Hibiscus pentaphyllus

Distribution Map
Family: Malvaceae
Distribution: Northern Australia (Western Australia, Northern Territory and Queensland) along stream banks and floodplains.
Common Name: No generally accepted common name
Derivation of
Name:
Hibiscus...from Greek, hibiskos, the marsh mallow, a malvaceous plant that grows in marshy conditions.
pentaphyllus... From Greek pente, five and phyllon, a leaf, referring to the (generally) 5-lobed leaves.
Conservation
Status:
Not considered to be at risk in the wild.

General Description:

Hibiscus is a genus which is well known in horticulture through the many exotic species and cultivars, principally Hibiscus rosa-sinensis which has thousands of registered cultivars. Overall there are more than 300 Hibiscus species which occur mainly in tropical and sub-tropical regions. Australia has about 40 native species, most of which are endemic. There are also a number of closely related genera in Australia with Hibiscus-like flowers. These include Abelmoschus, Alyogyne, Gossypium, Howittia and Lagunaria.

Hibiscus pentaphyllus
Hibiscus pentaphyllus
Photo: Geoff Keena

Hibiscus pentaphyllus is a small shrubby annual to about 1.5 metres high by a similar width. The leaves are up to 70 mm long by 50 mm wide and deeply lobed. The flowers are bright yellow with a central maroon or brown blotch. They are about 75 mm in diameter of typical hibiscus shape.

   Seed pods of Hibiscus pentaphyllus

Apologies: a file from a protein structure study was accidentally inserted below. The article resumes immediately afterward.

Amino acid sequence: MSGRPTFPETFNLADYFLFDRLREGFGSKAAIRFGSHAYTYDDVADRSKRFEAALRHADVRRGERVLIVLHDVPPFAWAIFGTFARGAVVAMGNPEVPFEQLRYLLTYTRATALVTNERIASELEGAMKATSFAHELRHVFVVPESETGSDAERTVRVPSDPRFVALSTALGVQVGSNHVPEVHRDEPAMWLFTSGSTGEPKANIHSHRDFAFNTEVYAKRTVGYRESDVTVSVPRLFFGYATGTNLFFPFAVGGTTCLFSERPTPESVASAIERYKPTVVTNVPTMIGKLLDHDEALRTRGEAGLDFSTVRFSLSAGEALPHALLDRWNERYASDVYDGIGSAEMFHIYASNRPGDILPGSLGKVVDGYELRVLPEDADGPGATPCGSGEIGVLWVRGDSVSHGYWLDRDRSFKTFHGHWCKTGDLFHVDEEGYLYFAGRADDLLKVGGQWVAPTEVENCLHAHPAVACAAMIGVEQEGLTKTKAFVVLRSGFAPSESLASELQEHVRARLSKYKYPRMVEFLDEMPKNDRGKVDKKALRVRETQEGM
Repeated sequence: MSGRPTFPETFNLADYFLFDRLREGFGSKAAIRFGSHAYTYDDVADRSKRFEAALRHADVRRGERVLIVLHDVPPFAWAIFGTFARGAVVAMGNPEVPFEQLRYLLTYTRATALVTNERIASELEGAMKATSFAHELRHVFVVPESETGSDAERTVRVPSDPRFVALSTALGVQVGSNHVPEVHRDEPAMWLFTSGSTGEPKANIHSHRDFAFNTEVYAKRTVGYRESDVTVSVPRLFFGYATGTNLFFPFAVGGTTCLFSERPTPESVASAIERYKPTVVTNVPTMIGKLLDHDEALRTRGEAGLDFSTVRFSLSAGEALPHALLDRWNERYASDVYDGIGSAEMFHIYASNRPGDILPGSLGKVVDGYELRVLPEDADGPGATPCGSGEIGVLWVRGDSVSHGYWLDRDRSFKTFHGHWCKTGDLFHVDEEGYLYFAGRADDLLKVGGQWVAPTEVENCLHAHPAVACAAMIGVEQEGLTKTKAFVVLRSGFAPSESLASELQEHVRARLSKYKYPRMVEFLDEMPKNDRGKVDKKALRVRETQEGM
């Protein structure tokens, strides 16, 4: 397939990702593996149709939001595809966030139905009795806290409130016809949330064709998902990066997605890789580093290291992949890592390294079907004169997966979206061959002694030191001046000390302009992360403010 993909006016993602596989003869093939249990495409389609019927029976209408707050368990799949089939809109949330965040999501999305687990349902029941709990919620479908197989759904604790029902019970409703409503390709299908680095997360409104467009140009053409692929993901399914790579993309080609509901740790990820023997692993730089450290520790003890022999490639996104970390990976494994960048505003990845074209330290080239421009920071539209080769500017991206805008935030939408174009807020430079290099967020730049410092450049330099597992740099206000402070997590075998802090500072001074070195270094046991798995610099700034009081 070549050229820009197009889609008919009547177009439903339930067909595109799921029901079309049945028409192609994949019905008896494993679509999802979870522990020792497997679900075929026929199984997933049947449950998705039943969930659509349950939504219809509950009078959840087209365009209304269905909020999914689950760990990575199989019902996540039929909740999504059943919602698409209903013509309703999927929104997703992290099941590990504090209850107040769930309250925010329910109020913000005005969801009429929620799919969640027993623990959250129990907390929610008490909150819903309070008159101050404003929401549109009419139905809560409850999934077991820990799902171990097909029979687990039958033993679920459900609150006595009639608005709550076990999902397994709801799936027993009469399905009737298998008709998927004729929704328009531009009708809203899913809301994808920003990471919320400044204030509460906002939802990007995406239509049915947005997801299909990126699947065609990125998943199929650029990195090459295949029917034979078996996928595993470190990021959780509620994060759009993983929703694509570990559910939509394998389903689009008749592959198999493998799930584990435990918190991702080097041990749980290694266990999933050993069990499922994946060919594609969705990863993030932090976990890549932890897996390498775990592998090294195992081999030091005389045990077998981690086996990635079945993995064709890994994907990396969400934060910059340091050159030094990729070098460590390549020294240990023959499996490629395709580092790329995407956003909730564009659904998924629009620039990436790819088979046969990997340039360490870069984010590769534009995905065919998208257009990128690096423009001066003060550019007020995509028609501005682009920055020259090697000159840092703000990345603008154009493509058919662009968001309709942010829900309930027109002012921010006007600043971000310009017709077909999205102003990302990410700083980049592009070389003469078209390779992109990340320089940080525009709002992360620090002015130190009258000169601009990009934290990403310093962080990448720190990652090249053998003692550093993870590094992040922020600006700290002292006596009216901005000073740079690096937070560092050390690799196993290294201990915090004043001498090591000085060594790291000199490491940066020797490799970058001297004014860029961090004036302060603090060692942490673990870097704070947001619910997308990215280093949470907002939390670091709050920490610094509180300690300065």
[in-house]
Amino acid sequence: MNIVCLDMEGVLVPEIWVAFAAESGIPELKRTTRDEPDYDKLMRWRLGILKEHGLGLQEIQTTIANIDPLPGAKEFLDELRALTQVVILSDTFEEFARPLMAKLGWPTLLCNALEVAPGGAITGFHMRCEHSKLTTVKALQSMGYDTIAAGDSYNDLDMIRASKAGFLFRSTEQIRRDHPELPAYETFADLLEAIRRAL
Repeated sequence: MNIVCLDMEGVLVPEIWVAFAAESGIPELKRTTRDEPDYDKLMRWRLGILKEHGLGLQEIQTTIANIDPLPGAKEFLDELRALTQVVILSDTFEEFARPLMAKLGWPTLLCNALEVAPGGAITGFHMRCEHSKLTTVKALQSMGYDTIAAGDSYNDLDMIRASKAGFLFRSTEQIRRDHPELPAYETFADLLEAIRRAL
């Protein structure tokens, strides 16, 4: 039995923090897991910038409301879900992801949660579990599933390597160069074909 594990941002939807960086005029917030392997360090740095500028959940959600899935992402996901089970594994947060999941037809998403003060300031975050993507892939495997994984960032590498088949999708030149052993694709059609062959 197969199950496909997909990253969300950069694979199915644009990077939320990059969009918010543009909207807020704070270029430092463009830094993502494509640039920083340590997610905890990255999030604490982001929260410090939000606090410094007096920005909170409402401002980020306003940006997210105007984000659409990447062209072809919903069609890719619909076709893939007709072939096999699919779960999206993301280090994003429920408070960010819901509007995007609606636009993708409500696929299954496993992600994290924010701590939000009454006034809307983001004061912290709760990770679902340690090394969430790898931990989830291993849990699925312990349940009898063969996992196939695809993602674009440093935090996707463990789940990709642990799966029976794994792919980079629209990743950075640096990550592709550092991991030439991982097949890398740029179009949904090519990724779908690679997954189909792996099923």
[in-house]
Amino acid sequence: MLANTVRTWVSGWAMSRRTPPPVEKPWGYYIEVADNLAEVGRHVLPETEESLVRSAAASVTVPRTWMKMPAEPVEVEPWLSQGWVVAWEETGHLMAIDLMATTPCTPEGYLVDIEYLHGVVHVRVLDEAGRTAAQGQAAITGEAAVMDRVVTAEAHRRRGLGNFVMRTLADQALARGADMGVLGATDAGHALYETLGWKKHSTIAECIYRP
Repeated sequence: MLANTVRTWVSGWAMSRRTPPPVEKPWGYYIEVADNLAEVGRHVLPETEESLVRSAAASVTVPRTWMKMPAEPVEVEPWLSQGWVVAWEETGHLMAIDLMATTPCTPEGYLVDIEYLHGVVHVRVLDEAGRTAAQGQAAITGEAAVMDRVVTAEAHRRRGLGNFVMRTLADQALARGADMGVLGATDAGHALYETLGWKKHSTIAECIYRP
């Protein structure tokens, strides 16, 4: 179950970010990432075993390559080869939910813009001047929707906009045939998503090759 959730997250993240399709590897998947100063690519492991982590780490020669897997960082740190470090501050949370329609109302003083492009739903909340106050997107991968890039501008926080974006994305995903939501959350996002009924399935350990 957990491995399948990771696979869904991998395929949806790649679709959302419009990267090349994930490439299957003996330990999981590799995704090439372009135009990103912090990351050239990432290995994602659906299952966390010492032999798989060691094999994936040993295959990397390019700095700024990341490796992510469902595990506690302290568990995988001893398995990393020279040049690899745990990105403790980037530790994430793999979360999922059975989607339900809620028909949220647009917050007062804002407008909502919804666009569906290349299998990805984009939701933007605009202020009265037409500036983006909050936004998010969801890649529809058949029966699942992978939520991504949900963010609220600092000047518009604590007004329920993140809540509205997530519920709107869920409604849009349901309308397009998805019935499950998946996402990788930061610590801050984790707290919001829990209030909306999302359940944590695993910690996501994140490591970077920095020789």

Seed pods of
Hibiscus pentaphyllus


In common with most Hibiscus species, the individual flowers last only 1-2 days but new flowers continue to open over a long period, generally in summer and autumn. The flowers are followed by hairy seed capsules containing a number of seeds.

Hibiscus pentaphyllus is not in widespread cultivation but it has potential as a colourful annual for tropical and sub-tropical areas. It should perform best is a sunny position with well drained soils.

In common with the exotic hibiscus cultivars, hibiscus beetles may be a problem. These can be controlled by placing white icecream containers with detergent water among the hibiscus plants and putting fresh water and detergent in the containers every few days.

Propagation from seed is relatively easy and no special pretreatment is needed although germination will be faster if seed is abraded or soaked before planting. Cuttings should also strike readily.


For further information on Australian Malvaceae, see the Australian Native Hibiscus and Hibiscus-like Species website.

Thanks to Jim Purdie for the hint on using detergent water to trap hibiscus beetles.


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